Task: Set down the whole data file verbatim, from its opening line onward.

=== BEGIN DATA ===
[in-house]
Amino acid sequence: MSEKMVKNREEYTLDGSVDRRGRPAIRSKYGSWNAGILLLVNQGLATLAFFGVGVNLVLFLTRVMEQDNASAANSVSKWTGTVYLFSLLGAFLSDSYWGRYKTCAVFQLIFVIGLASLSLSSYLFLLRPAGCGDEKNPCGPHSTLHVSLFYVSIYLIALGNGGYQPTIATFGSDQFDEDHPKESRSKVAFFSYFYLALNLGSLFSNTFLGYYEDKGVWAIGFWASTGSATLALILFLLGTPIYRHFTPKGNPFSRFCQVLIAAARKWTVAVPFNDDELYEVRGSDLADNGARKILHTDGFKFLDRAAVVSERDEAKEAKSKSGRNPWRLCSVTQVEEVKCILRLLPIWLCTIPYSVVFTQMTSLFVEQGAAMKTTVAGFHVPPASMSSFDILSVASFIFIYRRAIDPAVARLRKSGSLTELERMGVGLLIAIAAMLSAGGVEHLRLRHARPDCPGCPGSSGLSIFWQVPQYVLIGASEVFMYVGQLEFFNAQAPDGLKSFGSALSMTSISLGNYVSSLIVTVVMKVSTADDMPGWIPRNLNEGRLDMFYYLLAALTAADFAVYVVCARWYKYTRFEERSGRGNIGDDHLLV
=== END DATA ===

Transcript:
[in-house]
Amino acid sequence: MSEKMVKNREEYTLDGSVDRRGRPAIRSKYGSWNAGILLLVNQGLATLAFFGVGVNLVLFLTRVMEQDNASAANSVSKWTGTVYLFSLLGAFLSDSYWGRYKTCAVFQLIFVIGLASLSLSSYLFLLRPAGCGDEKNPCGPHSTLHVSLFYVSIYLIALGNGGYQPTIATFGSDQFDEDHPKESRSKVAFFSYFYLALNLGSLFSNTFLGYYEDKGVWAIGFWASTGSATLALILFLLGTPIYRHFTPKGNPFSRFCQVLIAAARKWTVAVPFNDDELYEVRGSDLADNGARKILHTDGFKFLDRAAVVSERDEAKEAKSKSGRNPWRLCSVTQVEEVKCILRLLPIWLCTIPYSVVFTQMTSLFVEQGAAMKTTVAGFHVPPASMSSFDILSVASFIFIYRRAIDPAVARLRKSGSLTELERMGVGLLIAIAAMLSAGGVEHLRLRHARPDCPGCPGSSGLSIFWQVPQYVLIGASEVFMYVGQLEFFNAQAPDGLKSFGSALSMTSISLGNYVSSLIVTVVMKVSTADDMPGWIPRNLNEGRLDMFYYLLAALTAADFAVYVVCARWYKYTRFEERSGRGNIGDDHLLV